Church and College
It’s been about a month since the end of the college football season and my annual depression is officially in full swing. Incidentally, it’s been about a decade since the end of my own college career. Those were the days – play all day, party all night, squeeze in some class in the middle. Good times. My mind often wanders back to those days. I think this is why I enjoy college football so much – it is nostalgia as much as sport. I don’t think I’m alone here. College sports are a multi billion-dollar industry. How else do you explain the money, time, and energy people pour into consuming a product produced by amateurs... at schools they never even attended?
Where does this passion and interest come from? I think the answer is profoundly spiritual. I think the ‘itch’ that college ball scratches is directly connected to how God designed the Church to operate. I’m convinced the romance and nostalgia of the college experience taps into something holy, something for which we were designed.
Here’s what I mean: think back to what was great about college. It was a time when friends were family – roommates, fraternities, sororities, and intramural teams, all of it was designed to revolve around relationships. Dorms had unspoken open door policies, apartments had communal fridges, life was lived together, and isolation simply was not a viable option.
For many of us, college was a time of great freedom along with comforting oversight. Seniors showed freshmen the ropes. Professors, advisers, and coaches all provided direction and guidance. The campus was a safe place to learn and ask questions. We were expected to take the basics taught to us and study and reflect on them, exploring new angles and insights.
Life was also lived with a goal in mind. We were all being trained to be sent out. Even those of us who changed majors nine times were being tutored to use our gifts to make the world beyond campus better. At the end of the day, a university’s reputation is based on the accomplishments of the alumni outside of the classroom and we all somehow knew that something was expected of us. Our collective identity was not as current students as much as it was as future doctors, teachers and engineers. Most universities (underneath several layers of Latin and pretentiousness) claim this type of mantra as their operating principle. Harvard’s research, service and leadership development all emanate from their search for “veritas” (truth) and the University of Texas believes that “what starts here changes the world” (not including getting blown out by Arkansas in bowl games apparently).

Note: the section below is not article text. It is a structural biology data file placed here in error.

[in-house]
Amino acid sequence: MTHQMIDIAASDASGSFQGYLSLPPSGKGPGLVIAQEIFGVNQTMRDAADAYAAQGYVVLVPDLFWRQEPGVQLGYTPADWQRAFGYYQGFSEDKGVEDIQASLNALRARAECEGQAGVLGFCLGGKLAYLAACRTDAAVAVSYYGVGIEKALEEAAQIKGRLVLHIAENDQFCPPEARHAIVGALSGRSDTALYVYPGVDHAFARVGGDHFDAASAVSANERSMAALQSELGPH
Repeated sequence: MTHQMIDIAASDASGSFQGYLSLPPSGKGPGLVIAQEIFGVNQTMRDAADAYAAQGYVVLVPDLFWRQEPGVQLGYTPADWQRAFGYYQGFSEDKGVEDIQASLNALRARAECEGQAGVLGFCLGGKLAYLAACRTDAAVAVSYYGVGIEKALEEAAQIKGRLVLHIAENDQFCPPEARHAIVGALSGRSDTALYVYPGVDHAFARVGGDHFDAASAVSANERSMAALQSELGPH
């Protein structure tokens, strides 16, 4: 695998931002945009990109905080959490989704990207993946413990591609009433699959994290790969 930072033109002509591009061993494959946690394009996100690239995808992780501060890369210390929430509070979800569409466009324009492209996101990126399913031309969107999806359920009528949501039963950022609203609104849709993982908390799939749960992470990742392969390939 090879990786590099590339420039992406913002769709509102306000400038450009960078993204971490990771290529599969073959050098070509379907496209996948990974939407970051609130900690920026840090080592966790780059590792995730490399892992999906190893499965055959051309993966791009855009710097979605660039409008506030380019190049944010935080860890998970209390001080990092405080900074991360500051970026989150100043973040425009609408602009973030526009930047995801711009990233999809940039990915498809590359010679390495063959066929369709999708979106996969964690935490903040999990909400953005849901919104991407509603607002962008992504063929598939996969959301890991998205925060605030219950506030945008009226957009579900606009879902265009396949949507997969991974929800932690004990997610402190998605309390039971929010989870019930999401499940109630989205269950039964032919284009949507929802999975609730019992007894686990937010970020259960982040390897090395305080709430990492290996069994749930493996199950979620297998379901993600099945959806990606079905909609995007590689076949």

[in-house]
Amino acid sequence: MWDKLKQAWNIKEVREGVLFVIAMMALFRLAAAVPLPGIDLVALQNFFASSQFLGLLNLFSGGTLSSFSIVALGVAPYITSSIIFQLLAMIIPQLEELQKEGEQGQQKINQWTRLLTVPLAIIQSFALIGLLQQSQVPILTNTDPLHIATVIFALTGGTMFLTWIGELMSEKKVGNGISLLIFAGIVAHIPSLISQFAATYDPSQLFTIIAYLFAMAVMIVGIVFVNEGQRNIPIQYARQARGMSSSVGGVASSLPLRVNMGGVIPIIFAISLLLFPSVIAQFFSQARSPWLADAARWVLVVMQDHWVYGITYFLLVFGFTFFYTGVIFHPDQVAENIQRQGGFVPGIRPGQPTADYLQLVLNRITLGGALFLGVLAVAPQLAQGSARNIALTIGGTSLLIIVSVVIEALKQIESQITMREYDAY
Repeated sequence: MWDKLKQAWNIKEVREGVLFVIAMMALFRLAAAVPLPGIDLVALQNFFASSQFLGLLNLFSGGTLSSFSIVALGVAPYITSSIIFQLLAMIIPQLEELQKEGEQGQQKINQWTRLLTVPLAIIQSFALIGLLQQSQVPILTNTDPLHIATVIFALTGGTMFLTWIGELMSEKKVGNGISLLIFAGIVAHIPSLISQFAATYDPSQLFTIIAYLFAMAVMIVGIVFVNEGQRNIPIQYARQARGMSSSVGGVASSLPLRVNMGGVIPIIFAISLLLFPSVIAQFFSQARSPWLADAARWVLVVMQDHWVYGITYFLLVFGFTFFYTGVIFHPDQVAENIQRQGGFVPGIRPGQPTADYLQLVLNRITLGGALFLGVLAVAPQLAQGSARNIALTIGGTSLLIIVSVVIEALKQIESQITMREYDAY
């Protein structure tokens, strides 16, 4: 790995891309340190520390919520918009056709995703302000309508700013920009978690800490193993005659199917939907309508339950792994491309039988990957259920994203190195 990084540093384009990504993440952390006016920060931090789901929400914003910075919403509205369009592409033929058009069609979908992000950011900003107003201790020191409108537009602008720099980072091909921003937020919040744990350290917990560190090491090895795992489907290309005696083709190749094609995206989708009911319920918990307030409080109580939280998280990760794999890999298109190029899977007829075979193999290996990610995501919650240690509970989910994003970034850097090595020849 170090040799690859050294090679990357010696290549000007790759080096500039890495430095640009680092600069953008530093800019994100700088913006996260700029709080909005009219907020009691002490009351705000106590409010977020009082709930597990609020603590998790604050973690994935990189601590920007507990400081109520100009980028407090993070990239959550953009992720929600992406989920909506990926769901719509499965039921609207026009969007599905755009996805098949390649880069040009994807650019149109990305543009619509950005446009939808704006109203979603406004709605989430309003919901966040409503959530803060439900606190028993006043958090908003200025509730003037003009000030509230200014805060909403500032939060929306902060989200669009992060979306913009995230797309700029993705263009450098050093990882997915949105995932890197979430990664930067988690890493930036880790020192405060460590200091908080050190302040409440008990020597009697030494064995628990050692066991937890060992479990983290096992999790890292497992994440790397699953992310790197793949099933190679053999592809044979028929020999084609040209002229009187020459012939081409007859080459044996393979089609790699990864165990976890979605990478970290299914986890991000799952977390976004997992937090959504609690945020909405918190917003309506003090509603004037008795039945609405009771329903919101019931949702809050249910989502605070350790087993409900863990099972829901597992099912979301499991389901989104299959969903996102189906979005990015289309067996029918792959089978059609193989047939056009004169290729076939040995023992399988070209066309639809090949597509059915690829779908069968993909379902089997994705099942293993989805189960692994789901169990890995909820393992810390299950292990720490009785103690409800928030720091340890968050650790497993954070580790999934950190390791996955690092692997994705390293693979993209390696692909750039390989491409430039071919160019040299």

Are these not the same elements that marked the early church? They took care of each other, pooling their resources to make sure everyone had what they needed. Their Christian walk was defined by the their devotion to the mission of their Savior – not just information about Him. And like any good university, their success was measured by the number of people that were sent out, rather than the number that would sit through it.
College was a place where we could be intimately known, encouraged in our gifts and sent out to play our part in a mission that was bigger than any of our individual pursuits. And for many, college was as close to the family of God as they have ever gotten and they ache for it every Saturday afternoon.
Perhaps its time for the Church to go back to school.